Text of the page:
Two nights detailed by Paul Westerberg
By NICK TAVARES
STATIC and FEEDBACK Editor
This next number is a fun little ditty about a tragedy that has overwhelmed generations.
Going deep into the Paul Westerberg thing tonight, inspired by hearing about the Replacements’ homecoming in St. Paul, Minn., and missing them at Boston Calling while I was out of town, I wound up giving some of Westerberg’s solo stuff a real listen for the first time in years. And with that, I went back trying to find evidence of the Westerberg show I caught in Boston on April 25, 2005, live at the former Avalon in support of his Folker record.
That was the night before my birthday, and tickets were surprisingly easy to get. Getting there relatively early, we lined up along the railing below his mic stand and watched him gallop through his catalog for two hours, playfully kicking bandmates, flubbing lyrics and having a blast. I never saw the Replacements in their day, but this seemed nearly as wild and ramshackle as the rumors, toned down and sobered up for this middle-aged version.
But as documentation goes, beyond my ticket stub, it’s as if this show didn’t happen. If there’s a setlist out there, I haven’t found it. The same goes for recordings. But some digging finally revealed this little time capsule:
I vaguely remember someone hopping up in the middle of the set when Westerberg was playing solo, helping out with forgotten lyrics. But I wasn’t familiar with the song then, so this was another fragment lost to time. “Merry-Go-Round” and “I Will Dare” made longer-lasting impressions, understandably.
That performance is an attempt at “Crackle and Drag” from Westerberg’s 2003 album Come Feel Me Tremble, a catch-all of demos and home recordings from that period. There’s two versions of it, but the second — a somber and mostly acoustic take – is the one that lasts, and it seems like most live versions of the song indeed feature Westerberg solo and not with a band.
And that’s fitting, because the song is a detailed account of Sylvia Plath’s final moments, in which she meticulously prepared her house before committing suicide in her kitchen. It references the final line of her poem, “Edge” — “Her blacks crackle and drag.” The song itself just as carefully paints the scene, leaving out some of the finer details while laying bare the starker images:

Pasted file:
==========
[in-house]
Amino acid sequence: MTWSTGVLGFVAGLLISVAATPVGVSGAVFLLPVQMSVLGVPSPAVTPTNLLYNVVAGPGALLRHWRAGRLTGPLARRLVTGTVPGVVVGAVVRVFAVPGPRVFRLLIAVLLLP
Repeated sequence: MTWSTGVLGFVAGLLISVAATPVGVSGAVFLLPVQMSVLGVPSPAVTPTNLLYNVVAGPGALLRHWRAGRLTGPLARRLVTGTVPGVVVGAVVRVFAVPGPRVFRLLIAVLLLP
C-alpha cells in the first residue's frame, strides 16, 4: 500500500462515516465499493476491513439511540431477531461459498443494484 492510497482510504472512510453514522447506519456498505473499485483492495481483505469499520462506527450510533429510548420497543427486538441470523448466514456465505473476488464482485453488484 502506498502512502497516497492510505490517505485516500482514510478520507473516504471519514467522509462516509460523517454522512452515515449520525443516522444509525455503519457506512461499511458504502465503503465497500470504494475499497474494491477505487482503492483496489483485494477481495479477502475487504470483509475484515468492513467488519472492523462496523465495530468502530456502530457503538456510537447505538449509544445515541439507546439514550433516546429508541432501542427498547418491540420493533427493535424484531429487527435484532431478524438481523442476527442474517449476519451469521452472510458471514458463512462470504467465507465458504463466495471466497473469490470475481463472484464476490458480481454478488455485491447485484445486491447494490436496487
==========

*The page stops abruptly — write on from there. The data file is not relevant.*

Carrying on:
“And while her babies slept, she took a long deep breath…
And they’re zipping her up in a bag
Can you hear her blacks crackle and drag?”
The song hangs over the room, noting the rags on the floor and that “she made a good go for a weeping willow,” hinting at the sadness in Plath’s life without casting judgement or endorsement over her actions. Westerberg’s voice isn’t necessarily joyous or angry, either. It just carries the same raucous delivery that has definitively marked his music since the early 1980s. Plath’s death is such a mammoth moment in literary and cultural history that this isn’t its first pop culture reference. It isn’t even the only reference in my personal music collection.
But it’s certainly the one that’s left the deepest impression. Why I can’t remember him playing that song that night, I’ll chalk up to having the lyrics so garbled that it would’ve been impossible to pick out its delicate subject. I didn’t hear that album until years later, anyway, and again, I’ve never tracked down the setlist. It was hiding in there, half-forgotten and laughed off.
The song is yet another gem in a career full of them. It’s a fantastic example of the way his words can relay such heavy feeling and emotion with such economy and wit. But for sure, it’s a strange song to feature a drunk fan on stage trying to sing along.
Sept. 14, 2014
Email Nick Tavares at firstname.lastname@example.org